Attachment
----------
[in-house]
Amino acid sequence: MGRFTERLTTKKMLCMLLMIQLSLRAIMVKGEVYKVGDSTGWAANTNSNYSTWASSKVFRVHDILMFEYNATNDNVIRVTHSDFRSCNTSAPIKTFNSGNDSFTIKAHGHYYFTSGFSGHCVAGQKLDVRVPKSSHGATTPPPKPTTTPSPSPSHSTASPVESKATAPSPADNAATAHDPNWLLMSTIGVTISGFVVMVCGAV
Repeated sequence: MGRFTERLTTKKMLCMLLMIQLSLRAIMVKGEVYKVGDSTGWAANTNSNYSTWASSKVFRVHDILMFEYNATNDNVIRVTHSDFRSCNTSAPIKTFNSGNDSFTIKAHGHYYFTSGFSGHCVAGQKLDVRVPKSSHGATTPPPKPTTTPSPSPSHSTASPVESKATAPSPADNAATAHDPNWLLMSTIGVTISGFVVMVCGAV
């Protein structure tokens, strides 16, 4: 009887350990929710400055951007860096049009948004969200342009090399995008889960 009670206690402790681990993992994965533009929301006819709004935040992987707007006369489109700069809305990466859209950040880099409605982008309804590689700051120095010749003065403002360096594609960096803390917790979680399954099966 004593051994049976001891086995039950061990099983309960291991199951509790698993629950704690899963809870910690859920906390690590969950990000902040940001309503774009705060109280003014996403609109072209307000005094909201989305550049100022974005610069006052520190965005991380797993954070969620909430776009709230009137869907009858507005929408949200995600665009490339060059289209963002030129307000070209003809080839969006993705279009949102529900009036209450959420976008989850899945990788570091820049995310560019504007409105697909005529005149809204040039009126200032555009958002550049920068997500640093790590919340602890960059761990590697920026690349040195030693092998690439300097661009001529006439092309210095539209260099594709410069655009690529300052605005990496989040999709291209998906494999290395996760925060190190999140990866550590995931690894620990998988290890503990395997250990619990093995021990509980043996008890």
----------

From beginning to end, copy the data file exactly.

[in-house]
Amino acid sequence: MGRFTERLTTKKMLCMLLMIQLSLRAIMVKGEVYKVGDSTGWAANTNSNYSTWASSKVFRVHDILMFEYNATNDNVIRVTHSDFRSCNTSAPIKTFNSGNDSFTIKAHGHYYFTSGFSGHCVAGQKLDVRVPKSSHGATTPPPKPTTTPSPSPSHSTASPVESKATAPSPADNAATAHDPNWLLMSTIGVTISGFVVMVCGAV
Repeated sequence: MGRFTERLTTKKMLCMLLMIQLSLRAIMVKGEVYKVGDSTGWAANTNSNYSTWASSKVFRVHDILMFEYNATNDNVIRVTHSDFRSCNTSAPIKTFNSGNDSFTIKAHGHYYFTSGFSGHCVAGQKLDVRVPKSSHGATTPPPKPTTTPSPSPSHSTASPVESKATAPSPADNAATAHDPNWLLMSTIGVTISGFVVMVCGAV
């Protein structure tokens, strides 16, 4: 009887350990929710400055951007860096049009948004969200342009090399995008889960 009670206690402790681990993992994965533009929301006819709004935040992987707007006369489109700069809305990466859209950040880099409605982008309804590689700051120095010749003065403002360096594609960096803390917790979680399954099966 004593051994049976001891086995039950061990099983309960291991199951509790698993629950704690899963809870910690859920906390690590969950990000902040940001309503774009705060109280003014996403609109072209307000005094909201989305550049100022974005610069006052520190965005991380797993954070969620909430776009709230009137869907009858507005929408949200995600665009490339060059289209963002030129307000070209003809080839969006993705279009949102529900009036209450959420976008989850899945990788570091820049995310560019504007409105697909005529005149809204040039009126200032555009958002550049920068997500640093790590919340602890960059761990590697920026690349040195030693092998690439300097661009001529006439092309210095539209260099594709410069655009690529300052605005990496989040999709291209998906494999290395996760925060190190999140990866550590995931690894620990998988290890503990395997250990619990093995021990509980043996008890």